Monday, June 20, 2011

"The First Casualty of War is Truth"

The EMU is unwinding, with Greece its first jettison.

The 20th Century will eventually be viewed as the Century of social/fiscal experimentation... with the conclusion being something we adults knew all along - there is no such thing as something for nothing. NOTHING is free, and anything free is NOTHING worth having. Unfortunately, this won't stop people in the future from believing in something for nothing or stopping others from trying to take advantage of people by promising them something for nothing.

I had a nice conversation with Stu Staniford of earlywarn.blogspot.com the other day. I share his view that a Greeek contagion slow down could spread to the other PIIGS... and drop European demand for Oil to its knees (it is my sense that that will be the time to buy Oil).

But I think the Greek thing is small potatoes when compared to the international Corn Crop and Demand picture.  In fact, a powerful recession in Europe might be helpful in taking pressure off of Food prices in addition to Oil prices.

Its all about the weather in the growing regions. World inventories of grains (outside of rice... rice is in pretty good shape at the moment) are at multi-decade lows. A weather catastrophe in a major producing region would be very, very interesting politically - even here in the U.S. If you think $5 gasoline is problematic for the 2012 election pols, try $10 per gallon milk.

11 comments:

Anonymous said...

The Sovereign debt problem is the EU will destroy the eurozone, and may take a good portion of the EU with it. Once Greece defaults, the others will be close behind. Investors in any of the PIGGS' paper will bail. And, bankers be damned, once there is one default none of the PIIGS' governments will withstand the call for the same. Their populations are sick of being tax slaves for the sake of the banks. US banks are very exposed. The people are also used to getting something for nothing. Those days are ending. It will be huge financial shock to the world's economy. Civil wars and strongman governments in Western Europe are not out of the question.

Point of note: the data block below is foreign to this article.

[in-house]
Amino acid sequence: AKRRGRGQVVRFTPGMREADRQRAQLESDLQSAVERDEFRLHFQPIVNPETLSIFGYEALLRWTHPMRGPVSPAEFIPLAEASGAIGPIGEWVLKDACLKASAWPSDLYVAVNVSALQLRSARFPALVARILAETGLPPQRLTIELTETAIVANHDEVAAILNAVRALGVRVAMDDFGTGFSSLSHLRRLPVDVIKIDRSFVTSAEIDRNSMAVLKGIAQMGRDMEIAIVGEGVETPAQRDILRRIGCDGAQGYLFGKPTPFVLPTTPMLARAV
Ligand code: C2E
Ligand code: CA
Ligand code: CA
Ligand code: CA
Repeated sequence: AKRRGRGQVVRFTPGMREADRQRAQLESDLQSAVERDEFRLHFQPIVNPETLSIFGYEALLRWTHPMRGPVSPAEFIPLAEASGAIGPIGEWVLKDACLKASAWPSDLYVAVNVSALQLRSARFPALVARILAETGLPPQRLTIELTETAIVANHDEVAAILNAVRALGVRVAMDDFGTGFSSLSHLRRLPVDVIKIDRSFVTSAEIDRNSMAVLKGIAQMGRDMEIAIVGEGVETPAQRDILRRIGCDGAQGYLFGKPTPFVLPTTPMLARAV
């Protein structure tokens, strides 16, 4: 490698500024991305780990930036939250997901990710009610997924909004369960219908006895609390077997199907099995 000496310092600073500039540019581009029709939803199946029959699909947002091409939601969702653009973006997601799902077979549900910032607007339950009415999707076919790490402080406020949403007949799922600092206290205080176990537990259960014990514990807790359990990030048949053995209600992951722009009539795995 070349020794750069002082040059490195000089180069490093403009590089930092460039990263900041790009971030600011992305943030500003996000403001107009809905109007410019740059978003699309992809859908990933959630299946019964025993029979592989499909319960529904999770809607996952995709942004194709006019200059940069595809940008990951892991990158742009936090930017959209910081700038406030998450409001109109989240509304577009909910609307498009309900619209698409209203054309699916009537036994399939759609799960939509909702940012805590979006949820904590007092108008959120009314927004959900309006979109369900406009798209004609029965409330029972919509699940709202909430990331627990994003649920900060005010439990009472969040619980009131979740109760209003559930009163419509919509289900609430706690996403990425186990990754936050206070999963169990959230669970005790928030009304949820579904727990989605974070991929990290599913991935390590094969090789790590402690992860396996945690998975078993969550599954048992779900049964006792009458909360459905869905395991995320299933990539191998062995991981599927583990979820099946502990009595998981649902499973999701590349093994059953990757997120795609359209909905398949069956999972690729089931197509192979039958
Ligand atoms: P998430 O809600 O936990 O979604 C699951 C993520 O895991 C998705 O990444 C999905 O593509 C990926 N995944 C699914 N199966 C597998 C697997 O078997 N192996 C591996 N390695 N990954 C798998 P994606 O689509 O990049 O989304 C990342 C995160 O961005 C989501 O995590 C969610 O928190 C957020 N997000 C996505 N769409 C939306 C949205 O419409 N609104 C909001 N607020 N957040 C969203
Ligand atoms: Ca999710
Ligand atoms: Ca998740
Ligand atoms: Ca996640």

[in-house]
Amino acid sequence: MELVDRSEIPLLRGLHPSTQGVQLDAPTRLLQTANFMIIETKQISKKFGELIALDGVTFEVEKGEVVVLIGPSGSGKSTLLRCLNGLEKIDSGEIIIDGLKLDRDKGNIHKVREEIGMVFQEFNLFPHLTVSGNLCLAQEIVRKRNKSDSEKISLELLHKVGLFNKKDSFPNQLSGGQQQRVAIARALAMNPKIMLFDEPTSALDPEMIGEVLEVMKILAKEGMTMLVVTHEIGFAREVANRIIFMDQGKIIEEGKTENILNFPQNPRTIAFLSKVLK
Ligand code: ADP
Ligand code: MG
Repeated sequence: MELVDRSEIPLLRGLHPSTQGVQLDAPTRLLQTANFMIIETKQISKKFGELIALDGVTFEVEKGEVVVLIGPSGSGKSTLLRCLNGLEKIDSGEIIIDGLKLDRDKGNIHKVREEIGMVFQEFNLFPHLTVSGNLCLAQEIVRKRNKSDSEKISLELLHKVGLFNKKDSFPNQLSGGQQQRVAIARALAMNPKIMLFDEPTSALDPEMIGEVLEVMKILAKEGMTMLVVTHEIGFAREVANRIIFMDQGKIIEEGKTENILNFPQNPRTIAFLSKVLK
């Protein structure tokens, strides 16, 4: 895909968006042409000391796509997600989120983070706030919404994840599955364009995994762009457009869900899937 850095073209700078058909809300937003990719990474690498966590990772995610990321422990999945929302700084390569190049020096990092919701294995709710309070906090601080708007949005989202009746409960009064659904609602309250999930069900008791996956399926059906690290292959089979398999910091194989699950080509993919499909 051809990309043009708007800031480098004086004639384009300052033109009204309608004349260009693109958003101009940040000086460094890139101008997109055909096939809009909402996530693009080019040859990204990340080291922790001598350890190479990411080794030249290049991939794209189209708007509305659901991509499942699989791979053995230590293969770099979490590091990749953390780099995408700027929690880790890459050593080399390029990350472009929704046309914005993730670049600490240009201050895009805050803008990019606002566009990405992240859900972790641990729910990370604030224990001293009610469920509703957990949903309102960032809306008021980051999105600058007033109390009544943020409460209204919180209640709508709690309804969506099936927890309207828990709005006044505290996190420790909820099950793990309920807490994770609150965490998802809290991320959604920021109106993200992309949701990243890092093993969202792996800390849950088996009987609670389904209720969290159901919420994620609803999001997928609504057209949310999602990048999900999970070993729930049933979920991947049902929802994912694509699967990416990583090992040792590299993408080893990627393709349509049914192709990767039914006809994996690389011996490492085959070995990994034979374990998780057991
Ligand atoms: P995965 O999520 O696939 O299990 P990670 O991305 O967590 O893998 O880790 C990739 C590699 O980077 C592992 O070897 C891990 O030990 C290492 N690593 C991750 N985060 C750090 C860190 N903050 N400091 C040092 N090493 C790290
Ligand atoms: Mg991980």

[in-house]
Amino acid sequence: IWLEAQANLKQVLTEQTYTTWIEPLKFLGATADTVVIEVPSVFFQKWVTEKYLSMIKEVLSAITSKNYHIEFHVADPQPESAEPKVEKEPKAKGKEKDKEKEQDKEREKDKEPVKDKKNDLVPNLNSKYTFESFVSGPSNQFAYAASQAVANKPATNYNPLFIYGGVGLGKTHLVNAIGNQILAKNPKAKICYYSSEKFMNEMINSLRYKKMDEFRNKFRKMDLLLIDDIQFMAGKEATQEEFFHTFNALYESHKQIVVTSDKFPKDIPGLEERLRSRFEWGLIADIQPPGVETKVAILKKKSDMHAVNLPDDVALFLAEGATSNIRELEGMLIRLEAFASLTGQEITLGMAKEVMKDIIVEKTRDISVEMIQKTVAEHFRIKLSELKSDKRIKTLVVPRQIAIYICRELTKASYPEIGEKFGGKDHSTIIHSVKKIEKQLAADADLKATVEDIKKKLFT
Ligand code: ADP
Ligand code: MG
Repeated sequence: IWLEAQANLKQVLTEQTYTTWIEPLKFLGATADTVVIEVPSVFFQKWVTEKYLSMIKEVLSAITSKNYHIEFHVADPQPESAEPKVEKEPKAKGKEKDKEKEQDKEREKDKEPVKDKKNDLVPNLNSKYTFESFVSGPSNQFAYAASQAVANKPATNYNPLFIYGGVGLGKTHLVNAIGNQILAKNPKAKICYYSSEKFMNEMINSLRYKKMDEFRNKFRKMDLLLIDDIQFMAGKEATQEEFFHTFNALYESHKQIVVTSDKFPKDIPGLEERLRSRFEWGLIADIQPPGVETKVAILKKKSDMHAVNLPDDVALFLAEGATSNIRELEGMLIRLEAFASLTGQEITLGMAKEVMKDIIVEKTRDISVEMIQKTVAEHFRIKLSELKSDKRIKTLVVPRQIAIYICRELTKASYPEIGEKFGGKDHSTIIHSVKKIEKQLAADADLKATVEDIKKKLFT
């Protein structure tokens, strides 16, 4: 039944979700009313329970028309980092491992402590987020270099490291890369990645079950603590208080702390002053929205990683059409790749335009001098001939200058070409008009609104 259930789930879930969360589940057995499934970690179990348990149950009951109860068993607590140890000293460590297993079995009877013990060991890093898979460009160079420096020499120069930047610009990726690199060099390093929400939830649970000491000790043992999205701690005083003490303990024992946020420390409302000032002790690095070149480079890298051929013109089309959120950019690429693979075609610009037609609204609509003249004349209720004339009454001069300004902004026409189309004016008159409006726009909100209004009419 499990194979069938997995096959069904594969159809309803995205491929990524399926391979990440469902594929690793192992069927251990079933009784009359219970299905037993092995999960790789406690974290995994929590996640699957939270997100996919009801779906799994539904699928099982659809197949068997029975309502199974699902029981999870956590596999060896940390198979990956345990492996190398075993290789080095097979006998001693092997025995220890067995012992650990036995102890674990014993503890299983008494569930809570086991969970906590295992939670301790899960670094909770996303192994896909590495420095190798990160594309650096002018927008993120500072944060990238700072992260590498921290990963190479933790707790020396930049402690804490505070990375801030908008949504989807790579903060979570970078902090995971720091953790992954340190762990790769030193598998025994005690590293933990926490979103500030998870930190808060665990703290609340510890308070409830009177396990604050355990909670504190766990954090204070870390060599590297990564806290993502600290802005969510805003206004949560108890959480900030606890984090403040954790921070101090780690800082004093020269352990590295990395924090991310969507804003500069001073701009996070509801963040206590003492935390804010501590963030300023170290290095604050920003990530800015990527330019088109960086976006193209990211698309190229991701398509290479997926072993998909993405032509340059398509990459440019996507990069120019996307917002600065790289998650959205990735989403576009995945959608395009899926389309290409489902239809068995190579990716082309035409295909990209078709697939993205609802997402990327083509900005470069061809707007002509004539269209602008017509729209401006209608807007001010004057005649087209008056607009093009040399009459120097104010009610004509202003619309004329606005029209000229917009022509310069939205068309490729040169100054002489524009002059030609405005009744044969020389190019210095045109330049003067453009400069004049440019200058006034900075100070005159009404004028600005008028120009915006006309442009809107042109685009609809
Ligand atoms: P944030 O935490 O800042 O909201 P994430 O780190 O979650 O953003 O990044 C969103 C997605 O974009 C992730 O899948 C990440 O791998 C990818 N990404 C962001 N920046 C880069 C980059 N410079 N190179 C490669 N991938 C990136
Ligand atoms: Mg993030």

Corn will destabilize the third world. especially important is China. It will eat into disposable income and income available for saving, just as oil did here in 2007-2008. It could just push them into recession, and burst their asset bubble.

I'd rank the two events at about the same severity. It is interesting that a meltdown in Europe might ease the pressure on the third world. High corn prices will not help anyone.

Regards,

Coal Guy

Anonymous said...

The silent elephant in the room as far as global growth and demand for commodities and the stock market in the second half of 2011 is going to be China. Everyone knows about the EU problems,but investors have been shrugging off the continuation of reserve rate hikes from PBOC ( nine of them in the last ten months, each 50 basis points) as well as the other actions from the Chinese government aimed at curbing housing prices and speculation and cooling off inflation. The Chinese are sitting on a powder keg of dynamite as far as social stability is concerned, and the government is increasing its authoritarian hold on the population in order to prevent the type of unrest we see in the Middle East. They will do whatever it takes to rein in prices and curb inflation. Make no mistake - this hasn't shown up yet in the GDP growth figures coming out of China yet (they are probably manipulating the economic reports) but it will. The Standard and Poors analysts downgraded the Chinese development sector to negative. Glencore, a major commodities producer said they are already seeing signs of slowing demand for commodities from the US and China. This has already impacted oil as most of the marginal demand for oil has come from the Chinese adding to their emergency stocks of oil this year. it will also impact gold, the Australian and new Zealand dollars and the total global growth rate.

As far as the EU and the PIGGS? The best thing would probably be to let the banks lose money. It sets a very bad precedent when financiers and bankers can blackmail the politicians into doing their bidding.

slow cooked frog said...

Uh... whole organic milk is already pushing $9/gallon in many parts of this county.

Anonymous said...

Anon,